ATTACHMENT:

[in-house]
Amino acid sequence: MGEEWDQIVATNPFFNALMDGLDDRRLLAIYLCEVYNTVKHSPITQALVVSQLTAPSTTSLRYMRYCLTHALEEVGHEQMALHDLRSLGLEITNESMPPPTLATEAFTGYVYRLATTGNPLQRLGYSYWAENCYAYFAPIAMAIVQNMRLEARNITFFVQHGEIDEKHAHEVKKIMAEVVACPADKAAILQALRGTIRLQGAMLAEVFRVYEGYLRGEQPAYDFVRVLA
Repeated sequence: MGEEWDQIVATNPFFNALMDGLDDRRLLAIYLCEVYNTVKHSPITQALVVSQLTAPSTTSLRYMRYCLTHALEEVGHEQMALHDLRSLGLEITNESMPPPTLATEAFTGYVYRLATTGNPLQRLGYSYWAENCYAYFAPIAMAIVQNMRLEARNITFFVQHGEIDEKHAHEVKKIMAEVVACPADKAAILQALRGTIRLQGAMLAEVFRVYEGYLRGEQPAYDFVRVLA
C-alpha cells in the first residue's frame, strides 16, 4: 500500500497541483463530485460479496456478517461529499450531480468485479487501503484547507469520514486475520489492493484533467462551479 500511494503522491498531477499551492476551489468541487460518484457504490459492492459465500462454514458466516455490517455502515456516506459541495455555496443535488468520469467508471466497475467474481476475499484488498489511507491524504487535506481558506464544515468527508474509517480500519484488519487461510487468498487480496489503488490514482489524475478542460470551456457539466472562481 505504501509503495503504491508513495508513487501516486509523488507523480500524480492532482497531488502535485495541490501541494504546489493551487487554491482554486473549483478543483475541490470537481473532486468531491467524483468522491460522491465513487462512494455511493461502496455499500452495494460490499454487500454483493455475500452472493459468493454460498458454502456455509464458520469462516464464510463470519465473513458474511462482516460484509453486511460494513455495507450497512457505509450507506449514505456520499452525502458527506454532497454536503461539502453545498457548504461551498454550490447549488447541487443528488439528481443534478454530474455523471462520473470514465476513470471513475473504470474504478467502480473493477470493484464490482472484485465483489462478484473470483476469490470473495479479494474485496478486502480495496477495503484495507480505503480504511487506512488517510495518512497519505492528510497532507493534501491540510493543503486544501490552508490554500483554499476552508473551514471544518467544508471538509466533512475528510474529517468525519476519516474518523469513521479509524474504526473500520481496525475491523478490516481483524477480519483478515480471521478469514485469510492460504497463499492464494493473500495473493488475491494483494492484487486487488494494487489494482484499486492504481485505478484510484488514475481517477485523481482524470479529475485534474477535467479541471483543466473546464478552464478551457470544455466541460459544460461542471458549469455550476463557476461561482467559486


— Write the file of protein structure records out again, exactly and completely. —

[in-house]
Amino acid sequence: MGEEWDQIVATNPFFNALMDGLDDRRLLAIYLCEVYNTVKHSPITQALVVSQLTAPSTTSLRYMRYCLTHALEEVGHEQMALHDLRSLGLEITNESMPPPTLATEAFTGYVYRLATTGNPLQRLGYSYWAENCYAYFAPIAMAIVQNMRLEARNITFFVQHGEIDEKHAHEVKKIMAEVVACPADKAAILQALRGTIRLQGAMLAEVFRVYEGYLRGEQPAYDFVRVLA
Repeated sequence: MGEEWDQIVATNPFFNALMDGLDDRRLLAIYLCEVYNTVKHSPITQALVVSQLTAPSTTSLRYMRYCLTHALEEVGHEQMALHDLRSLGLEITNESMPPPTLATEAFTGYVYRLATTGNPLQRLGYSYWAENCYAYFAPIAMAIVQNMRLEARNITFFVQHGEIDEKHAHEVKKIMAEVVACPADKAAILQALRGTIRLQGAMLAEVFRVYEGYLRGEQPAYDFVRVLA
C-alpha cells in the first residue's frame, strides 16, 4: 500500500497541483463530485460479496456478517461529499450531480468485479487501503484547507469520514486475520489492493484533467462551479 500511494503522491498531477499551492476551489468541487460518484457504490459492492459465500462454514458466516455490517455502515456516506459541495455555496443535488468520469467508471466497475467474481476475499484488498489511507491524504487535506481558506464544515468527508474509517480500519484488519487461510487468498487480496489503488490514482489524475478542460470551456457539466472562481 505504501509503495503504491508513495508513487501516486509523488507523480500524480492532482497531488502535485495541490501541494504546489493551487487554491482554486473549483478543483475541490470537481473532486468531491467524483468522491460522491465513487462512494455511493461502496455499500452495494460490499454487500454483493455475500452472493459468493454460498458454502456455509464458520469462516464464510463470519465473513458474511462482516460484509453486511460494513455495507450497512457505509450507506449514505456520499452525502458527506454532497454536503461539502453545498457548504461551498454550490447549488447541487443528488439528481443534478454530474455523471462520473470514465476513470471513475473504470474504478467502480473493477470493484464490482472484485465483489462478484473470483476469490470473495479479494474485496478486502480495496477495503484495507480505503480504511487506512488517510495518512497519505492528510497532507493534501491540510493543503486544501490552508490554500483554499476552508473551514471544518467544508471538509466533512475528510474529517468525519476519516474518523469513521479509524474504526473500520481496525475491523478490516481483524477480519483478515480471521478469514485469510492460504497463499492464494493473500495473493488475491494483494492484487486487488494494487489494482484499486492504481485505478484510484488514475481517477485523481482524470479529475485534474477535467479541471483543466473546464478552464478551457470544455466541460459544460461542471458549469455550476463557476461561482467559486